- Elevate platform
- Tools and support
- About us
- Contact Us
- News and views
10 March 2017
While the Spring Budget didn't produce any show stoppers from a pensions and tax perspective, there are still a few highlights to be aware of:
To close the tax gap between the self-employed and employed, the self-employed class 4 National Insurance contributions will increase from 9% to 10% from April 2018, and will then rise to 11% from April 2019. The flat rate class 2 NICs for the self-employed will also be removed from April 2018.
As of April 2018, the dividend allowance will be reduced from £5,000 to £2,000. This is of particular significance to small and medium sized business owners who take their profits as a dividend. This means that extracting profits from their businesses via pension contributions will become more attractive, especially given the access now available once an individual attains the age of 55.
In a push to stop the loss of tax revenues through artificial avoidance schemes, anyone involved in the design or promotion of such arrangements, who may ultimately benefit from a client using it, will be subject to a financial penalty. This could be as much as the amount of tax avoided. Obviously this does not include well established IHT planning solutions (loan trusts and discounted gift schemes), or investing in offshore bonds.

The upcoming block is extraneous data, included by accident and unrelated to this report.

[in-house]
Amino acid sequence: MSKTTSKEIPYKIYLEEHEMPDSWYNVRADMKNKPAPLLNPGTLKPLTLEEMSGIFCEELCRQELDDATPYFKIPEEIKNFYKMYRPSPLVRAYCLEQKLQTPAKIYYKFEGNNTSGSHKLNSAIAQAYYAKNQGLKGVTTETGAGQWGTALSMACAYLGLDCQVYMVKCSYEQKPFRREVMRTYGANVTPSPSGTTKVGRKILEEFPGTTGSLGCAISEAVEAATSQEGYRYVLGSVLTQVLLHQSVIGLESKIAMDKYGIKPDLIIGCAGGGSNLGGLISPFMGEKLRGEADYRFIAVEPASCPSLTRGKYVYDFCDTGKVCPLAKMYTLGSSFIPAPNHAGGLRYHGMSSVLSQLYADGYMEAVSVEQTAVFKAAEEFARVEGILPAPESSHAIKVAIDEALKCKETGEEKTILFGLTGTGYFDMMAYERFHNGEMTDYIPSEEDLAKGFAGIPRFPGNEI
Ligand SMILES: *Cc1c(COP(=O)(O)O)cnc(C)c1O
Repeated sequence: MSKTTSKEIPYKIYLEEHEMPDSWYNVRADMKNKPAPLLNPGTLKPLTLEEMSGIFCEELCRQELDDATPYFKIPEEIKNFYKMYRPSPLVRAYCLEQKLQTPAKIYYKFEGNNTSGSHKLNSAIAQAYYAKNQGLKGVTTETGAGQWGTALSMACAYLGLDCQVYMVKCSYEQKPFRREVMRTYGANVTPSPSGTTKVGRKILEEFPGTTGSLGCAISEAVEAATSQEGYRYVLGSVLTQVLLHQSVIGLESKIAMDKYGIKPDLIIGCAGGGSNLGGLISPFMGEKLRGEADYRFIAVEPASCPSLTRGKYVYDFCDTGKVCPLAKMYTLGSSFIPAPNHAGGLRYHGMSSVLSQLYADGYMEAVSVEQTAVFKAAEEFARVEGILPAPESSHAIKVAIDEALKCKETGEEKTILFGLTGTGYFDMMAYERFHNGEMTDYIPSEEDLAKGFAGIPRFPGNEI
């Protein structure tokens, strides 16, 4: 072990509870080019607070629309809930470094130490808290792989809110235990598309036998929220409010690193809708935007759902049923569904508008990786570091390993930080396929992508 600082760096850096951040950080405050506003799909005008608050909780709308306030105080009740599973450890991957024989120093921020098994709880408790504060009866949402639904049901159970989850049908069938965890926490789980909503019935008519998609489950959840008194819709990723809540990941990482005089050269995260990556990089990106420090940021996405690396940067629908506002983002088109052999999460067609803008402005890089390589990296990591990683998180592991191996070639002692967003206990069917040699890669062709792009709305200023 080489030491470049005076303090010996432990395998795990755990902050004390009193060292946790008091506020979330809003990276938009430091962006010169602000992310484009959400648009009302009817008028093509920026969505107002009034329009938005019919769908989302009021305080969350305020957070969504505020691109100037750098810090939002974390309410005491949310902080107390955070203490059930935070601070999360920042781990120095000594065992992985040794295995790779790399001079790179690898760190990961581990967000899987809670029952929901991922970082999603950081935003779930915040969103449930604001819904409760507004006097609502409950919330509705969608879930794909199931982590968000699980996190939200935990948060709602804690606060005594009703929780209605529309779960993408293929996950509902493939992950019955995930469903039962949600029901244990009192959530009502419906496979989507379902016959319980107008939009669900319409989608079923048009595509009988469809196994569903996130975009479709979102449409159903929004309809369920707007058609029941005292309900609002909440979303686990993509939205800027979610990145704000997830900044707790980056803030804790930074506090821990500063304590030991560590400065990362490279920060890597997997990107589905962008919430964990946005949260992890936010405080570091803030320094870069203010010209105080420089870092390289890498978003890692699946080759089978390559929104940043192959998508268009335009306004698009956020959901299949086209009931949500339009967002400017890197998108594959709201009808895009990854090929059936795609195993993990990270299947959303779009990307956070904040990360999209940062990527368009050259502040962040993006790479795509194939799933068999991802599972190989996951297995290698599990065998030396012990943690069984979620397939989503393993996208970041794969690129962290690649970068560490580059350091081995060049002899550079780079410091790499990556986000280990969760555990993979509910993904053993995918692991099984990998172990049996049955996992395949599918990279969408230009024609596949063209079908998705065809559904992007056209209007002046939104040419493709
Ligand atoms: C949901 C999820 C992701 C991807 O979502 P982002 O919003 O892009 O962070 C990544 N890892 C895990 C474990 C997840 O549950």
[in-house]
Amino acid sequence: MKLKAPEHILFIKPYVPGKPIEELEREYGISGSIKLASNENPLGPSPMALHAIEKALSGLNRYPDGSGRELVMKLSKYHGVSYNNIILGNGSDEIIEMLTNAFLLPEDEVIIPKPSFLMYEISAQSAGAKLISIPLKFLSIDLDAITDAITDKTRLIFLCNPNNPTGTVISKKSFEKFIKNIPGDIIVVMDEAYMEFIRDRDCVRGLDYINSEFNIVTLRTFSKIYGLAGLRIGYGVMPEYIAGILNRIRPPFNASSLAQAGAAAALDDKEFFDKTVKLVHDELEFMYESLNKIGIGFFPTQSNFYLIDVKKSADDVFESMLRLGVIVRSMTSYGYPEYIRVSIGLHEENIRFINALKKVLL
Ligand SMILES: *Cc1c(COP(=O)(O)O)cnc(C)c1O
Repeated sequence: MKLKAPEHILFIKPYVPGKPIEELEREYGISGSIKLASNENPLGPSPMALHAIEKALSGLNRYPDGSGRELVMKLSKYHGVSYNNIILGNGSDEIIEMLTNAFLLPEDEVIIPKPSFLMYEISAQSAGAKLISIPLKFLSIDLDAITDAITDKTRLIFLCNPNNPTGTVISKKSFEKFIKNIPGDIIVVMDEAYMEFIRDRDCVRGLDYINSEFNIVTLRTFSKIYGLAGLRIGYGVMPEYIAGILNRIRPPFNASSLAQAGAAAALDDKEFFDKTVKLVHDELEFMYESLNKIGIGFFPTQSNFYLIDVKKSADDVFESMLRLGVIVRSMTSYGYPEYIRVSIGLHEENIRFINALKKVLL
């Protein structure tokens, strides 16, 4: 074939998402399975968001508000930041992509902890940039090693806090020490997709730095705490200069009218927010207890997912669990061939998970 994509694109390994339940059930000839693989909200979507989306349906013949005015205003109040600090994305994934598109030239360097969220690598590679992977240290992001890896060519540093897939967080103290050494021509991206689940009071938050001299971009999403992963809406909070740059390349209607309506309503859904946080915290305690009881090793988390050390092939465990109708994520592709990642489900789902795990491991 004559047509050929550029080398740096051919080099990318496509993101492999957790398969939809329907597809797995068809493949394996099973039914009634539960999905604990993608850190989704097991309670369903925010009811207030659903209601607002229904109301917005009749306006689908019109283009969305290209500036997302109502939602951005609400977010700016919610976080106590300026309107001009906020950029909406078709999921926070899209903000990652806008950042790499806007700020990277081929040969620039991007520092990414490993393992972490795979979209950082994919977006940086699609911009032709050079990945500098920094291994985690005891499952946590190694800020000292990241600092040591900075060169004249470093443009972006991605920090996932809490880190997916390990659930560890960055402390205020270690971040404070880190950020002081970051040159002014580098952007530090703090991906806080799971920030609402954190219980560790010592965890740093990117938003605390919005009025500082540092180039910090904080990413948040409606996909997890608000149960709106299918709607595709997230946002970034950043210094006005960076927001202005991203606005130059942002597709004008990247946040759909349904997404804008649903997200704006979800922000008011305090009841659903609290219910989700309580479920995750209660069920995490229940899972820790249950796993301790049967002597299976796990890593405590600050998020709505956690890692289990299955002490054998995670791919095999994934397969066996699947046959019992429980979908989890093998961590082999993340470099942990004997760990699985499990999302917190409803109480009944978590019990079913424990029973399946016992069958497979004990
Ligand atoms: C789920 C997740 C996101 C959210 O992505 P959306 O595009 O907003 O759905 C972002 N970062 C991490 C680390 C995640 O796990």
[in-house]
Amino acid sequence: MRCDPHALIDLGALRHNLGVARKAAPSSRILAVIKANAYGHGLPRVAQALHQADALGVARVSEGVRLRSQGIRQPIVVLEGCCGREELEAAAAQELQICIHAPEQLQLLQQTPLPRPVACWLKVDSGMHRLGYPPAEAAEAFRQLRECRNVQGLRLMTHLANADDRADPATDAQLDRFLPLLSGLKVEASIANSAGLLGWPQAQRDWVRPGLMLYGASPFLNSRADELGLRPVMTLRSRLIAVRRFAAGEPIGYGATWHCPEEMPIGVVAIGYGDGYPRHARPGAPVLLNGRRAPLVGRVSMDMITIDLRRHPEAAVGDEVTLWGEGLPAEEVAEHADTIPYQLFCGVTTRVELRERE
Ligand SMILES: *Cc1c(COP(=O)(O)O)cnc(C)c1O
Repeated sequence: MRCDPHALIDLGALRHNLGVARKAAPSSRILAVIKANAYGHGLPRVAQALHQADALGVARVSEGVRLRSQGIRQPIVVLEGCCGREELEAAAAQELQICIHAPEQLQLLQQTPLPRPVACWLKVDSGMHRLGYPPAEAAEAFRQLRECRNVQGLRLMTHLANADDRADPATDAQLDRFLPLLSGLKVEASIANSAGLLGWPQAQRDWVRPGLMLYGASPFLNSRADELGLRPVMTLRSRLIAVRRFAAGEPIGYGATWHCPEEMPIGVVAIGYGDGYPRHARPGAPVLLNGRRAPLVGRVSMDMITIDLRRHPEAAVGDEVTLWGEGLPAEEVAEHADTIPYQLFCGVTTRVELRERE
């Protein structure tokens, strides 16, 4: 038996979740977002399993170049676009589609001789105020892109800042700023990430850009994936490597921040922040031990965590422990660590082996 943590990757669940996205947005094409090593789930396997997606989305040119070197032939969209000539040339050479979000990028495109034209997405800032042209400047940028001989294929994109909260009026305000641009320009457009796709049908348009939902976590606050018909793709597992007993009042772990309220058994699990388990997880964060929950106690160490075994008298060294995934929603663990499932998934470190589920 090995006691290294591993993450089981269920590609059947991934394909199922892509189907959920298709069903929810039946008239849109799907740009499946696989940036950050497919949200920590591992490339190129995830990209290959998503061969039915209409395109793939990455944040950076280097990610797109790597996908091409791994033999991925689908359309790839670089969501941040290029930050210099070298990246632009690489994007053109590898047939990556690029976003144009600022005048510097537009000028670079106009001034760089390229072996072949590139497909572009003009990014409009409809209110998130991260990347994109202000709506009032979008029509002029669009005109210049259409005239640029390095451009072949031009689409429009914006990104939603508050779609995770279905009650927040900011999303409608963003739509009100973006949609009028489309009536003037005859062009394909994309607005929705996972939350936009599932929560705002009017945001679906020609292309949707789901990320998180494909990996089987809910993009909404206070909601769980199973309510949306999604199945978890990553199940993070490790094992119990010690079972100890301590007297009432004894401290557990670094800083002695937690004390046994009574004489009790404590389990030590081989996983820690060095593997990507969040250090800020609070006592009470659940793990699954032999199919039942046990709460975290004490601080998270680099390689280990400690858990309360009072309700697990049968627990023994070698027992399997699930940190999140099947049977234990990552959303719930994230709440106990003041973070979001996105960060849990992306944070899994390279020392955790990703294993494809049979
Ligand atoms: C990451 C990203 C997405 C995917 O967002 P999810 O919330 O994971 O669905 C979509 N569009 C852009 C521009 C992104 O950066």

QROPS transfers requested after 8 March 2017 will be subject to a new 25% tax charge, aimed at those who move their pension to 'third party' jurisdictions to avoid UK tax - although the charge will not apply to genuine cases where persons need pension portability. This measure will also help protect UK pension savers against overseas pension scammers.
While a Care ISA had been discussed in the media ahead of the Budget, the Chancellor announced that proposals for future funding of social care would be shared in a green paper to be published later this year. These options will not include a 'death tax'; a flat rate charge applicable to all estates.
Reminder of what's coming up in 2017/2018
Lifetime ISA introduction
To help under 40s on to the property ladder, up to £4,000 a year can be paid into the Lifetime ISA, receiving a 25% Government Bonus. The majority of first time house buyers can access their fund tax free prior to age 60.
£20k ISA allowance
With an above inflation increase, savers will be able to enjoy an additional £4,760 of tax free savings on their ISA.
Tax rates and bands
The personal allowance for 2017/18 is £11,500, with the higher rate threshold rising to £45,000 (£43,000 in Scotland). Increases are planned to £12,500 and £50,000 respectively by 2020.
The individual capital gains tax allowance will increase to £11,300.
IHT residence nil rate band
From April, if the family home passes to direct descendants on death, your clients may be entitled to an extra £100,000 IHT nil rate band.
Reduced Money Purchase Annual Allowance (MPAA)
For those who have accessed their DC pension under the new pension flexibilities and who wish to continue paying into their pension, the MPAA is to be cut from £10,000 to £4,000 from April 2017.
Corporation Tax cut
From 1 April 2017, the rate of Corporation Tax will be cut from 20% to 19%. A further cut to 17% will be introduced in April 2020.